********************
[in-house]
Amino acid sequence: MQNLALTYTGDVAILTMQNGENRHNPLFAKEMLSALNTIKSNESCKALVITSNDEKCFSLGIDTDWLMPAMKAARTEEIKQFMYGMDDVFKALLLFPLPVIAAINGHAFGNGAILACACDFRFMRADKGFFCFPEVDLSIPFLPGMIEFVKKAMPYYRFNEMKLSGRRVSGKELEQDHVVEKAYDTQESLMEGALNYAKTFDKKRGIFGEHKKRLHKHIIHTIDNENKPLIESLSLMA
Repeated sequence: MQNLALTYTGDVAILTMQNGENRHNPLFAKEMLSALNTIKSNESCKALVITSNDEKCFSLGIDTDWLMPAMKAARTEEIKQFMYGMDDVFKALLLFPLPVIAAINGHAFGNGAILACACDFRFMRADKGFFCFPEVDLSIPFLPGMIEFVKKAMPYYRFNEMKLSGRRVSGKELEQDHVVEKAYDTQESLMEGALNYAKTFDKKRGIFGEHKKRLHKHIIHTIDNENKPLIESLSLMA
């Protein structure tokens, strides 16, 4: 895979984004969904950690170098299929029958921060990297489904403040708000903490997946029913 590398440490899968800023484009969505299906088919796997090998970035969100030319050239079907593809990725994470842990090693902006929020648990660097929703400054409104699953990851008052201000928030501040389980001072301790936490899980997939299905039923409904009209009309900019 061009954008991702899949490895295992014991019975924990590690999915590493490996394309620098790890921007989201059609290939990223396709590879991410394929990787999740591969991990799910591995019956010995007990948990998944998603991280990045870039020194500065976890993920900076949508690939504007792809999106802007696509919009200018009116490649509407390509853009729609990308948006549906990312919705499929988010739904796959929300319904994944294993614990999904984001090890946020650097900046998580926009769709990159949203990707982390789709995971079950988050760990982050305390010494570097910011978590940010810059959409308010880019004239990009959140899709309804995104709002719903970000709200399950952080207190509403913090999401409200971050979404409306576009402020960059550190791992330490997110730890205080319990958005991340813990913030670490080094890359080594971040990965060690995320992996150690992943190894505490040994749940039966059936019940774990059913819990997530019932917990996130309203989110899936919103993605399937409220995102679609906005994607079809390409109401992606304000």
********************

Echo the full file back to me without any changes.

[in-house]
Amino acid sequence: MQNLALTYTGDVAILTMQNGENRHNPLFAKEMLSALNTIKSNESCKALVITSNDEKCFSLGIDTDWLMPAMKAARTEEIKQFMYGMDDVFKALLLFPLPVIAAINGHAFGNGAILACACDFRFMRADKGFFCFPEVDLSIPFLPGMIEFVKKAMPYYRFNEMKLSGRRVSGKELEQDHVVEKAYDTQESLMEGALNYAKTFDKKRGIFGEHKKRLHKHIIHTIDNENKPLIESLSLMA
Repeated sequence: MQNLALTYTGDVAILTMQNGENRHNPLFAKEMLSALNTIKSNESCKALVITSNDEKCFSLGIDTDWLMPAMKAARTEEIKQFMYGMDDVFKALLLFPLPVIAAINGHAFGNGAILACACDFRFMRADKGFFCFPEVDLSIPFLPGMIEFVKKAMPYYRFNEMKLSGRRVSGKELEQDHVVEKAYDTQESLMEGALNYAKTFDKKRGIFGEHKKRLHKHIIHTIDNENKPLIESLSLMA
């Protein structure tokens, strides 16, 4: 895979984004969904950690170098299929029958921060990297489904403040708000903490997946029913 590398440490899968800023484009969505299906088919796997090998970035969100030319050239079907593809990725994470842990090693902006929020648990660097929703400054409104699953990851008052201000928030501040389980001072301790936490899980997939299905039923409904009209009309900019 061009954008991702899949490895295992014991019975924990590690999915590493490996394309620098790890921007989201059609290939990223396709590879991410394929990787999740591969991990799910591995019956010995007990948990998944998603991280990045870039020194500065976890993920900076949508690939504007792809999106802007696509919009200018009116490649509407390509853009729609990308948006549906990312919705499929988010739904796959929300319904994944294993614990999904984001090890946020650097900046998580926009769709990159949203990707982390789709995971079950988050760990982050305390010494570097910011978590940010810059959409308010880019004239990009959140899709309804995104709002719903970000709200399950952080207190509403913090999401409200971050979404409306576009402020960059550190791992330490997110730890205080319990958005991340813990913030670490080094890359080594971040990965060690995320992996150690992943190894505490040994749940039966059936019940774990059913819990997530019932917990996130309203989110899936919103993605399937409220995102679609906005994607079809390409109401992606304000």